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Using a postnup to prepare for divorce

Your marriage is going well and you don't think you'll get divorced soon, but you want to be prepared. You want to position yourself for the best possible outcome, especially when considering assets, debts and finances. What can you do?

One option is to use a postnuptial agreement. It operates very similarly to a prenuptial agreement, but it can officially be signed and filed even if you're already married. A prenup has to be drafted well before your marriage to hold up in court, but you can use a postnup at any time. Don't assume you've already wasted your chance if you didn't get the prenup in place before your wedding day.

Couples want postnuptial agreements for various reasons, but finances are often at the heart of the agreement. You and your spouse simply want to have an document in place so that, should your marriage break up like so many do in Texas, you're both protected.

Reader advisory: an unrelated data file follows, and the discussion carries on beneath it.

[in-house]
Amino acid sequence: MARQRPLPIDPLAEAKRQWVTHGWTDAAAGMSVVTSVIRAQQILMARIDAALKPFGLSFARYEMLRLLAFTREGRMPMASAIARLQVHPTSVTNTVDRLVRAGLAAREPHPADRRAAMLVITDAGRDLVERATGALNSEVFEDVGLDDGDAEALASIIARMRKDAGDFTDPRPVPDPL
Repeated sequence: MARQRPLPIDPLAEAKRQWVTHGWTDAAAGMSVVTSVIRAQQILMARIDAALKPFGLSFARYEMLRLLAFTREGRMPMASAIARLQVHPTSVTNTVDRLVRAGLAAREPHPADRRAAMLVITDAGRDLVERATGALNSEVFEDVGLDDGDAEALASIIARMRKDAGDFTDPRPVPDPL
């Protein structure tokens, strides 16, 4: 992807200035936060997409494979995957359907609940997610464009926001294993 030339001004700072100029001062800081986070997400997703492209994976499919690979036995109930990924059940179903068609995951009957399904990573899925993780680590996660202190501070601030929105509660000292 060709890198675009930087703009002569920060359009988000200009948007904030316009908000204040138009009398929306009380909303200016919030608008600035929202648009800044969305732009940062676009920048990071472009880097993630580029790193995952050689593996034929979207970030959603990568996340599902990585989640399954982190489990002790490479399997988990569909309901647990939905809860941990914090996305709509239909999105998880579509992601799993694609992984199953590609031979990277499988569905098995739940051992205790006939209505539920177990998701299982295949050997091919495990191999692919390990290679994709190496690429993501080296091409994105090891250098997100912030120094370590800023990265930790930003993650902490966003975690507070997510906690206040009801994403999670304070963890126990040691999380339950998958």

For example, perhaps you're a business owner and you want to ensure that a divorce doesn't financially ruin your company. Or perhaps your spouse is going back to school, and you just want to know that you won't be on the hook for his or her student loans if you get divorced.

This doesn't mean you're more likely to split up or that you don't want your marriage to stay strong. You do. It just means that you're acknowledging that divorce happens to a high percentage of couples, all of whom thought, at one point, that it wouldn't happen to them. With a postnup, you can start getting ready in advance, protecting yourself and positioning yourself for success after your marriage.

Source: FIndLaw, "What Is a Postnup? Do You Need One?," Jenny Tsay, accessed Feb. 08, 2017

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